Hydro Electric Power Plants
• Hydro-electric power plants use dam to retain water in a natural or artificial lake or sometimes a watercourse, and divert the same to a turbine that generates mechanical energy. This is attached to an alternator for generating electricity (Czisch 2011).
• Hydropower plants are costly to install but cost-effective to operate. The key advantage of hydroelectric power is the ability to store energy and the flexibility of its use during peak load periods (Planning Commission, 2002).
• Types of hydro power plants (Czisch 2011):
1. Run-of-river hydropower plants utilize the inflow directly for electricity supply without significant storage capacity. In some cases changes in water level can be utilized for storage purposes to a limited degree. This operating mode is referred to as hydropeaking.
2. Impoundment hydropower plants collect the inflow in reservoirs with capacities that, in many cases, are large enough for generating at full load for several months. Inflow and generation can thus largely be decoupled. The storage hydropower plants only use part of the water impounded immediately.
3. Pumped storage hydropower plants have no significant inflow but have a reservoir that is filled from a lower reservoir using pumps. The potential energy of the water stored at the higher level is used for electricity supply, usually to cover peak demand.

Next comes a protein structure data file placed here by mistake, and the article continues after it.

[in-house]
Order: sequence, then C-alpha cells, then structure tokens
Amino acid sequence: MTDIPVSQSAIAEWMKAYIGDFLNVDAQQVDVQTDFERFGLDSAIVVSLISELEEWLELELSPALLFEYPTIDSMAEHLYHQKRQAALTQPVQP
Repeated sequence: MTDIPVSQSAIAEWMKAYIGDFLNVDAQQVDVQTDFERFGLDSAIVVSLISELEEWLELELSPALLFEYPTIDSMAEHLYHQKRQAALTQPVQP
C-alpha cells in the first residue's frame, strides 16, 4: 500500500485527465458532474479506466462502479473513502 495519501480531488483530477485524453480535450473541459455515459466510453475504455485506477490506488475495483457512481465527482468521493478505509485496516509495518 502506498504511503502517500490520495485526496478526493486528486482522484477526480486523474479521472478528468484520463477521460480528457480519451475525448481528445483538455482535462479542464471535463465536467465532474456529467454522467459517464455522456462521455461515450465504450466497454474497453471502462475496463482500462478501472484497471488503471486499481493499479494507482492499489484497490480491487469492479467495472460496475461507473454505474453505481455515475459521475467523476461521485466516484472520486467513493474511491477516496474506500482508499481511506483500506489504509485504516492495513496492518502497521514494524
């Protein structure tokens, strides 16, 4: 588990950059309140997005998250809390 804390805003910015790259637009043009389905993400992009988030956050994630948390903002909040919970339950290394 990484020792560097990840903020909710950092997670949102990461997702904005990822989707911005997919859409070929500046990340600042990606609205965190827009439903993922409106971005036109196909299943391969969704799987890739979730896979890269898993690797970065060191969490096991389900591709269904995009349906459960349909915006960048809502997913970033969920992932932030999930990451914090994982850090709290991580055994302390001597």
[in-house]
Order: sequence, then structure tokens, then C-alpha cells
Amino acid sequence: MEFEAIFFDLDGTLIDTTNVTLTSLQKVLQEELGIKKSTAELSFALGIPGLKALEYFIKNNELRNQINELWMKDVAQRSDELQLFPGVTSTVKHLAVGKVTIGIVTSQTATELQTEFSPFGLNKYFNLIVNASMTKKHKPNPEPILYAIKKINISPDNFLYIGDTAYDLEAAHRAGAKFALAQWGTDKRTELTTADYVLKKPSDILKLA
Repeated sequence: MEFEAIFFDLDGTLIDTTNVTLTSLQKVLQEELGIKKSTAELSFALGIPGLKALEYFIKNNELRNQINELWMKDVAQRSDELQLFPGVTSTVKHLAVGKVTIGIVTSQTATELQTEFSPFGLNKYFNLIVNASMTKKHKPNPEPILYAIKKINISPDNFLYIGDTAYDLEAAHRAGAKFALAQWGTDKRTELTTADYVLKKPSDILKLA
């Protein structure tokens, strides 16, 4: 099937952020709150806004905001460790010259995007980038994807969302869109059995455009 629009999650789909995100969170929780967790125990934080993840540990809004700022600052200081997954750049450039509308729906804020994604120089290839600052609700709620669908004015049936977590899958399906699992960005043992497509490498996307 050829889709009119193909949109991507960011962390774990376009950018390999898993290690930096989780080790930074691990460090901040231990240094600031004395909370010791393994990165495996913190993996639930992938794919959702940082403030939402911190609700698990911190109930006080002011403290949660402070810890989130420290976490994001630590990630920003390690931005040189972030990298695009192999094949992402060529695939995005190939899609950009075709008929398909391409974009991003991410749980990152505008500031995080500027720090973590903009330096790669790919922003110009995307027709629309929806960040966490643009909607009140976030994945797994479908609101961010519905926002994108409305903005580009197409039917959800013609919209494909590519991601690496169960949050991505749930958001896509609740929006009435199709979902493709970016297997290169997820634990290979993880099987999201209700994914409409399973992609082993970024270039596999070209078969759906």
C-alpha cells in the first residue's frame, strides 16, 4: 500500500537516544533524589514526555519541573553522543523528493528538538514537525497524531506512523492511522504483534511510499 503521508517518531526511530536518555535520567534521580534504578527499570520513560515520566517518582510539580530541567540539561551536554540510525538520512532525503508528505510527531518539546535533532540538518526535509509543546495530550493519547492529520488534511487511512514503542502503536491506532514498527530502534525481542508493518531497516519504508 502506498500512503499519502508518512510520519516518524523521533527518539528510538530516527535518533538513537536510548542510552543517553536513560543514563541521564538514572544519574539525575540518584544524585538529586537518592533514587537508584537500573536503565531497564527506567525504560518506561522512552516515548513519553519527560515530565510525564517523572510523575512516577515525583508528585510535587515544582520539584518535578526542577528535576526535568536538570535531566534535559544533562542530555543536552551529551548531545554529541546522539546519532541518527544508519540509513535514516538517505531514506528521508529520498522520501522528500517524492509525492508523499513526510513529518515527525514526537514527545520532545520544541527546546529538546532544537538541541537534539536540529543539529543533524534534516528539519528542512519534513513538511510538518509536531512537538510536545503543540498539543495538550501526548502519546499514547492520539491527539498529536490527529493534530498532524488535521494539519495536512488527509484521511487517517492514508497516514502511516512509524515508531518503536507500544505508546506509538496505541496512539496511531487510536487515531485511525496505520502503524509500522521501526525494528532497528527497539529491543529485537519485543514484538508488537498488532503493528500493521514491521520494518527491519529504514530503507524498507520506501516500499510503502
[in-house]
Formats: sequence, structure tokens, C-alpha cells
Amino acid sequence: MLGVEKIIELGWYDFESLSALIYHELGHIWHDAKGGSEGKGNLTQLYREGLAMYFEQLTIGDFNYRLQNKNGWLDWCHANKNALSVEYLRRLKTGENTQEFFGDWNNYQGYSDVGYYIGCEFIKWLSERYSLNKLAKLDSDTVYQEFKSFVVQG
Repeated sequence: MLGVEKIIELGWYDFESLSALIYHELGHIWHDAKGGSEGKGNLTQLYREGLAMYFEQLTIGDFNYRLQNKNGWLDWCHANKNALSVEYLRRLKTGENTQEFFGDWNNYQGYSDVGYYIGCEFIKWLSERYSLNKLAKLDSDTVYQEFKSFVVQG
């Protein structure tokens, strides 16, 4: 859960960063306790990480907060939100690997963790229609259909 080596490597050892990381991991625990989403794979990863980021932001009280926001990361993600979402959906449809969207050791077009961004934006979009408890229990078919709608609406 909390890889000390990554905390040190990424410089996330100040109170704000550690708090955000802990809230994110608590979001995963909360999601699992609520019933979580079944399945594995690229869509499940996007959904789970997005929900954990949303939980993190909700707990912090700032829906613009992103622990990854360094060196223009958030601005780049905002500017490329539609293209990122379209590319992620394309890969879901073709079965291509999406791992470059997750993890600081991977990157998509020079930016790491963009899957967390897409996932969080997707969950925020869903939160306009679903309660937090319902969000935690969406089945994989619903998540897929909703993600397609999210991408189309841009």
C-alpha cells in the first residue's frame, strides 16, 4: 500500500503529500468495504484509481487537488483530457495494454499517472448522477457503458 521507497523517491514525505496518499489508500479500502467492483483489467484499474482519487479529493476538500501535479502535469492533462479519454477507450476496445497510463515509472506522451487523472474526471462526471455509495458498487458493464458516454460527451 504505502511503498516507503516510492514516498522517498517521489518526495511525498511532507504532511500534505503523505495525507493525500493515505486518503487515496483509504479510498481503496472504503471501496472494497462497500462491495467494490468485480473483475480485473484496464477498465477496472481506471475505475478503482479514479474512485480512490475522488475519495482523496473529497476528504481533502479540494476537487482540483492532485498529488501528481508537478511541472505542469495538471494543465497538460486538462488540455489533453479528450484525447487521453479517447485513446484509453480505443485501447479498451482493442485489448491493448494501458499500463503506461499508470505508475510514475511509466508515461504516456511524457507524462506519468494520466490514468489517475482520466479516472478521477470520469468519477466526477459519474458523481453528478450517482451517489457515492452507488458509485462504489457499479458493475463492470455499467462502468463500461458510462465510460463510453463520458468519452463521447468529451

• India is endowed with economically viable hydro potential. The Central Electricity Authority (CEA) has assessed India's hydro potential to be about 148,700 MW of installed capacity (Planning Commission, 2002). The total installed capacity of large hydro-electric power plants in India is 48,038 MW, including 4935 MW of pumped storage hydropower plants as on March, 2018. Naptha Jhakri Hydro Power Plant over Sutlej River in Himachal Pradesh is the largest hydro-electric power plant in India with an installed capacity of 1,500 MW.
• The hydro-power plants smaller than 25 MW Installed Capacity are called Small Hydro Power Plants. The total installed capacity of small hydropower plants in India is around 4000 MW as on March, 2018.
• Czisch, G., 2011, Scenarios for a Future Electricity Supply, The Institution of Engineering and Technology, London, United Kingdom.
• Planning Commission, 2002, Tenth Five Year Plan 2002-07, Government of India, New Delhi.